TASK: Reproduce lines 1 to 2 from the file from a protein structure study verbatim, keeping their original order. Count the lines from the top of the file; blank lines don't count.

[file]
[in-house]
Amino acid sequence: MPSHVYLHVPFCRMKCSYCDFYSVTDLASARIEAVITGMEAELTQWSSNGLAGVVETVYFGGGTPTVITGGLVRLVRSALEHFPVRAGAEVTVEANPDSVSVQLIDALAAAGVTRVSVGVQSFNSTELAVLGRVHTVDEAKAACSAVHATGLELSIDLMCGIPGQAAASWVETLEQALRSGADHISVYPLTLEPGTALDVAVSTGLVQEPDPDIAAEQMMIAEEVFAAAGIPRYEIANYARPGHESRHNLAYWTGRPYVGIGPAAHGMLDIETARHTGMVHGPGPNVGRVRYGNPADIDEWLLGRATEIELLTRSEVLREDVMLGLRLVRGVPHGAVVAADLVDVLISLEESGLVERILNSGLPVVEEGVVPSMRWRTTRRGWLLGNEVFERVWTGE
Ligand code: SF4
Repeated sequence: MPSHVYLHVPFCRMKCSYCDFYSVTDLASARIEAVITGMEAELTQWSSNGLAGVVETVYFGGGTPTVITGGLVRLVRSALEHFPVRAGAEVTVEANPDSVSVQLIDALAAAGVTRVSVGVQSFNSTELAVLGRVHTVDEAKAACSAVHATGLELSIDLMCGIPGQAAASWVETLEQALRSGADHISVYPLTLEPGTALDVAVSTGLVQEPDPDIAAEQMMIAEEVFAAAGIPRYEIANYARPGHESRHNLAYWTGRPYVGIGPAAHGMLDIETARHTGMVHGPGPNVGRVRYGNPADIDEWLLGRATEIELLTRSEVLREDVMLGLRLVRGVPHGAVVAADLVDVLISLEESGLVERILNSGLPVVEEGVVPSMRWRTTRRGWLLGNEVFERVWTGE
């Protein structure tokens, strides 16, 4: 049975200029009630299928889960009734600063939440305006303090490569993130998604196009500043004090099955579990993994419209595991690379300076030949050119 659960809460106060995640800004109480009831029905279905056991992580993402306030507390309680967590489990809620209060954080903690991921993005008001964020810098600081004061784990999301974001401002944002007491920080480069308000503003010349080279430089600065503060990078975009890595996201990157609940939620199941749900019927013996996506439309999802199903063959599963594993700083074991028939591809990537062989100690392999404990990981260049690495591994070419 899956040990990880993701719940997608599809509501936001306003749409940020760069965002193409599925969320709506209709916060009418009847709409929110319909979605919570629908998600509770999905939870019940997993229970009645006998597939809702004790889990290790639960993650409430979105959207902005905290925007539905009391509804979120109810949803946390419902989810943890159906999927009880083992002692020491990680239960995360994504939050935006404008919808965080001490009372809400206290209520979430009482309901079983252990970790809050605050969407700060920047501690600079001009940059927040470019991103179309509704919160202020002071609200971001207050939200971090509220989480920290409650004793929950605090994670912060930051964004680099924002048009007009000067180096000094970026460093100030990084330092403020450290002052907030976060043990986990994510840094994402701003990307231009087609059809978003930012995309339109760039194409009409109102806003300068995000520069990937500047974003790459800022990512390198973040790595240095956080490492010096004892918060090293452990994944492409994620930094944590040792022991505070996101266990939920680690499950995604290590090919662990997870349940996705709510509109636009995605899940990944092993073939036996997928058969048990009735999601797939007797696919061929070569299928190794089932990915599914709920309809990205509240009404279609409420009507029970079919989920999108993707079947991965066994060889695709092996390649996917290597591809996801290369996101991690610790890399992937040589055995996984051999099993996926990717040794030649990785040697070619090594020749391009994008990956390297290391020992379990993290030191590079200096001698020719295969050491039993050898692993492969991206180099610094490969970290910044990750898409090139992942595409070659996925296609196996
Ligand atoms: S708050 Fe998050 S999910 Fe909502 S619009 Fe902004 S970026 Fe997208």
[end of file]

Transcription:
[in-house]
Amino acid sequence: MPSHVYLHVPFCRMKCSYCDFYSVTDLASARIEAVITGMEAELTQWSSNGLAGVVETVYFGGGTPTVITGGLVRLVRSALEHFPVRAGAEVTVEANPDSVSVQLIDALAAAGVTRVSVGVQSFNSTELAVLGRVHTVDEAKAACSAVHATGLELSIDLMCGIPGQAAASWVETLEQALRSGADHISVYPLTLEPGTALDVAVSTGLVQEPDPDIAAEQMMIAEEVFAAAGIPRYEIANYARPGHESRHNLAYWTGRPYVGIGPAAHGMLDIETARHTGMVHGPGPNVGRVRYGNPADIDEWLLGRATEIELLTRSEVLREDVMLGLRLVRGVPHGAVVAADLVDVLISLEESGLVERILNSGLPVVEEGVVPSMRWRTTRRGWLLGNEVFERVWTGE